You don’t have to wear a helmet to drive Ferrari’s new Monza SP1 or SP2. We would, though, unless you enjoy the very specific sort of pain which can only be inflicted by a pigeon to the face.
Maranello will build fewer than 500 examples of this latest limited-edition, which was unveiled at the company’s Capital Markets Day alongside its financial results and an ambitious five-year plan (which you can read about here). Yep--despite appearances, this is not some hyper-exclusive ten-off. A few might even get driven on a somewhat regular basis. Wouldn’t that be a thing?
Why give us this news now, and not next month’s Paris Motor Show? Because the SP is the first in Ferrari’s ‘Icona’ series of cars, and that’s a big deal. Sitting above the sports (488), GT (GTC4 Lusso) and ‘Special Series’ (488 Pista) models in its line-up, these cars will be targeted at its most loyal customers and inspired by iconic models from the company’s past.
In this case, the 166 MM and 750 Monza that delivered wins for Ferrari in the World Sports Car Championship back in the Fifties and Sixties. And like the SP, they will always be strictly limited in number.
As you might have guessed, the SP1 is the single-seater. Besides a 20kg weight saving from eliminating the second seat and added rollover protection, it’s identical to the two-seat SP2. The powertrain (and platform, no doubt, though Ferrari doesn’t specify) comes from the 812 Superfast. It’s a 6.5-liter, naturally-aspirated V12 that borrows know-how from Ferrari’s F1 program, running through a seven-speed dual-clutch transmission.
With 789bhp, it’s the most powerful engine Ferrari has ever made, and can propel the 1,500kg SP to 62mph in 2.9 seconds, to 124mph in 7.9 seconds and on to a top speed of over 186mph. Told you a helmet was wise.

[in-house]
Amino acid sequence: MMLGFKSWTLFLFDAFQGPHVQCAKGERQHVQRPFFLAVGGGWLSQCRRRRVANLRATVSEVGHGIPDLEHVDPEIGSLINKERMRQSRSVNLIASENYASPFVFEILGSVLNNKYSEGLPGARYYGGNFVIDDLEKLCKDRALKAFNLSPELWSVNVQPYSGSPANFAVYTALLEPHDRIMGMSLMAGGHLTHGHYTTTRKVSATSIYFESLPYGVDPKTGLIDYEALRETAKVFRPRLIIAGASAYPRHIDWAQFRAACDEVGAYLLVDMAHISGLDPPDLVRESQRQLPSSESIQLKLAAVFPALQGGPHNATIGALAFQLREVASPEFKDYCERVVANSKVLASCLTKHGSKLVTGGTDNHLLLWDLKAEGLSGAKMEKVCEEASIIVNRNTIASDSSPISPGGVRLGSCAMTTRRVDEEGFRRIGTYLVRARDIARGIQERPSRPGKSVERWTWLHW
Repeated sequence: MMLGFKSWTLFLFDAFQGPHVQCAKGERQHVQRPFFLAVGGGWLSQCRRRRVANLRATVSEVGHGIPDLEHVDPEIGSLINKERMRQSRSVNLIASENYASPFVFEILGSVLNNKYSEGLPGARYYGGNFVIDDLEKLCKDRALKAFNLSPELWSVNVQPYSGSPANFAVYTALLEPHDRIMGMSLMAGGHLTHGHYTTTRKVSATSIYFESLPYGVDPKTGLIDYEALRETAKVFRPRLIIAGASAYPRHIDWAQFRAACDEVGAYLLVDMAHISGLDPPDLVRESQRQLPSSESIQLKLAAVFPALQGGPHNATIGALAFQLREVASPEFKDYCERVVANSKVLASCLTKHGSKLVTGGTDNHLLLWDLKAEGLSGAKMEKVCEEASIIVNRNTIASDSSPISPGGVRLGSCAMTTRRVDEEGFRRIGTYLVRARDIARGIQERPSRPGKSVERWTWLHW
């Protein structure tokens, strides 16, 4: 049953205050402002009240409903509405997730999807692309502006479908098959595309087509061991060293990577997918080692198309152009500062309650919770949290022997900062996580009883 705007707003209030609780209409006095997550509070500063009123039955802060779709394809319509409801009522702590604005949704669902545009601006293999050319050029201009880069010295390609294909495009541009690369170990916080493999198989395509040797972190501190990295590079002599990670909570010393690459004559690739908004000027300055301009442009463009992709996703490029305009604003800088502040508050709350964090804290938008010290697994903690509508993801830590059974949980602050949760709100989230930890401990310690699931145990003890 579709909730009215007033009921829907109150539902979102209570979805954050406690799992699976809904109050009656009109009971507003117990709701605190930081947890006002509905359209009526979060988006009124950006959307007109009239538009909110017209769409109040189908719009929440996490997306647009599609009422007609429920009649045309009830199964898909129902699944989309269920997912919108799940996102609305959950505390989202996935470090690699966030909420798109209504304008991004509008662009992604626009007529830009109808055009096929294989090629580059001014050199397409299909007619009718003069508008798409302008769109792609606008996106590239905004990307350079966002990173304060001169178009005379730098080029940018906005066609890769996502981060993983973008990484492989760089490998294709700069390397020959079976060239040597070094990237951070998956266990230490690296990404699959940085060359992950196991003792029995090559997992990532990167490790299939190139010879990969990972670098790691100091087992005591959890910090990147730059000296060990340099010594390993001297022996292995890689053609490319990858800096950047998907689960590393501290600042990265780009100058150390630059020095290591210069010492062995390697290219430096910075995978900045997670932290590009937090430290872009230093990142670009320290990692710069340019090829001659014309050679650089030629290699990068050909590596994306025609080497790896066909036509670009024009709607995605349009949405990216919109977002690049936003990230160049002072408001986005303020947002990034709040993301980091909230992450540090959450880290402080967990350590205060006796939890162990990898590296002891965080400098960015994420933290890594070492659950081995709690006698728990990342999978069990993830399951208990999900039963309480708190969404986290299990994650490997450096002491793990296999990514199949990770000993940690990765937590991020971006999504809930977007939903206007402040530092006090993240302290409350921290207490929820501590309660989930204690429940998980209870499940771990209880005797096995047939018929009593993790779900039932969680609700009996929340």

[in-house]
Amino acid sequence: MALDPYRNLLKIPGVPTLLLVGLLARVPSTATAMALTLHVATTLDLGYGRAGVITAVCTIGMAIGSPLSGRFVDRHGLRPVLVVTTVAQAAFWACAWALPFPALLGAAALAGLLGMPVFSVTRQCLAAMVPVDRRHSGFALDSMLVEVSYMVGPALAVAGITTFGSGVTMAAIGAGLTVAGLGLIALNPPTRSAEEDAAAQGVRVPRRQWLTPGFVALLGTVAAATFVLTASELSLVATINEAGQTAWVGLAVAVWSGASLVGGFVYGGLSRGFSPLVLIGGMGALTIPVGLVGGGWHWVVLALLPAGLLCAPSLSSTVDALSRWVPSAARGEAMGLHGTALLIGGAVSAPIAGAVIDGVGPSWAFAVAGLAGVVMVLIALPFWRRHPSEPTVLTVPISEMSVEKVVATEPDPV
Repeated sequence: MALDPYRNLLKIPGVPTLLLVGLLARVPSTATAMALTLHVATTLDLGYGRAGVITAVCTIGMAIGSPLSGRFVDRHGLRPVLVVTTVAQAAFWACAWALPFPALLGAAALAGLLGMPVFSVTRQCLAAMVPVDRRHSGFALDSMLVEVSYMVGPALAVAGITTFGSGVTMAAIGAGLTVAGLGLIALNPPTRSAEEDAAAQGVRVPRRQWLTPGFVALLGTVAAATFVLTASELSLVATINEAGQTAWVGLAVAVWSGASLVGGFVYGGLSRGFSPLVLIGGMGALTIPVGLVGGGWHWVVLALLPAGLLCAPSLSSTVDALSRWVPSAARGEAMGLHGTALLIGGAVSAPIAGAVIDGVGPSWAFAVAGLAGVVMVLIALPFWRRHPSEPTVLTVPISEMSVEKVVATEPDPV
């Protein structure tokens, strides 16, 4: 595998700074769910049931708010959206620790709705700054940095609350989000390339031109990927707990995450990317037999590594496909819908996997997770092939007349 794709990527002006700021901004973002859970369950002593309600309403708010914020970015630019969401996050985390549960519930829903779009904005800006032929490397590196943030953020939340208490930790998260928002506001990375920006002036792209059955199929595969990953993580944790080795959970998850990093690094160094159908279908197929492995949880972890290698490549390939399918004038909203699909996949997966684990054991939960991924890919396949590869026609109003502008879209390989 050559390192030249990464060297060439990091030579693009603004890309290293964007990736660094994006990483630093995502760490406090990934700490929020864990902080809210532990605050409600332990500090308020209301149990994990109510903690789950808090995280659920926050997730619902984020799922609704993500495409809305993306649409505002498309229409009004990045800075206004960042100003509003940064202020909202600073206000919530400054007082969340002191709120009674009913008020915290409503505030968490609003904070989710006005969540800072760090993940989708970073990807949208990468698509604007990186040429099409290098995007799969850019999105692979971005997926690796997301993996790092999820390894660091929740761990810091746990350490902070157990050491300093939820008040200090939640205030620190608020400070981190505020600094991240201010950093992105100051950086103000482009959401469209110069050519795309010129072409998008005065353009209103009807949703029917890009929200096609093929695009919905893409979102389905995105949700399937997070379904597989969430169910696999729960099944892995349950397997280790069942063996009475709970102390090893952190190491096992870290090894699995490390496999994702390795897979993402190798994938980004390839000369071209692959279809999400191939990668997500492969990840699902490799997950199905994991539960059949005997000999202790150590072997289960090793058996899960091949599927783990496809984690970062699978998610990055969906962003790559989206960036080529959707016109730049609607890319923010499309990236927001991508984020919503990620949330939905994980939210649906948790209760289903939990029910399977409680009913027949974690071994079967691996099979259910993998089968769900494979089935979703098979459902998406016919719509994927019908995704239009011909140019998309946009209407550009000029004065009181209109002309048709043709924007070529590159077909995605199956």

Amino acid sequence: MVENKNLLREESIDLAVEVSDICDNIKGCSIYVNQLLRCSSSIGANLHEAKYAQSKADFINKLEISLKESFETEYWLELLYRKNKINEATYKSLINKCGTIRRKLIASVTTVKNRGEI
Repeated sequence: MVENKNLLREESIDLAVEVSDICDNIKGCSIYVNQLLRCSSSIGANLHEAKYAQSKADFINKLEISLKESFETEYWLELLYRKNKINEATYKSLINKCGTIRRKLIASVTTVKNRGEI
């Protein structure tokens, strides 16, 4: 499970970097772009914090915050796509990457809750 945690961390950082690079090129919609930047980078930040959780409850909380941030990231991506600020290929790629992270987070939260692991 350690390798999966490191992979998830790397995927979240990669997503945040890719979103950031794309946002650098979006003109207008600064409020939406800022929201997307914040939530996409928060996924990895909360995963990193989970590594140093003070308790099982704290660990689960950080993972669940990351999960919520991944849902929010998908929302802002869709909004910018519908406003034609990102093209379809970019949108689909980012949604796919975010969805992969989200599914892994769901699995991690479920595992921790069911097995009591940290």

Bodied entirely in carbon-fibre, the SP features bespoke forged wheels, LED headlights and a full-width light-bar across the its rear-end. The doors are small, almost pointless items that open upwards and outwards, while the bonnet is a huge, front-hinged piece like a Jag E-Type’s. Meanwhile a ‘Virtual Wind Shield’ sits ahead of the instrument panel, aiming to disrupt airflow (no word on how effective it is at deflecting errant pigeons) to “maintain driving comfort”. In the SP2, the passenger gets no such luxury.
Speaking of “driving comfort,” the SPs feature the 812’s all-wheel steering system. We’re told that despite the power output, and promises of the SP’s dramatic turn of speed, that it’s “not in any way challenging.” We’ll be the judges of that, with our fists of ham and feet of lead, thanks very much. Because 800-odd horsepower, rear-wheel drive and a face-full of gravel rarely make for a “comfortable” driving experience.
Every single one of the SPs Ferrari will build has already been allocated, with the mix of SP1 to SP2 dictated by what customers specify. So there could end up being hundreds more SP1s than SP2s, for example. And Ferrari has partnered with a couple of Italian fashion brands, so each SP will be delivered with a bespoke “Pilot Suit” we guarantee none of its owners will ever wear.
Pricing will be revealed at the Paris Motor Show next month. Seven figures? Count on it.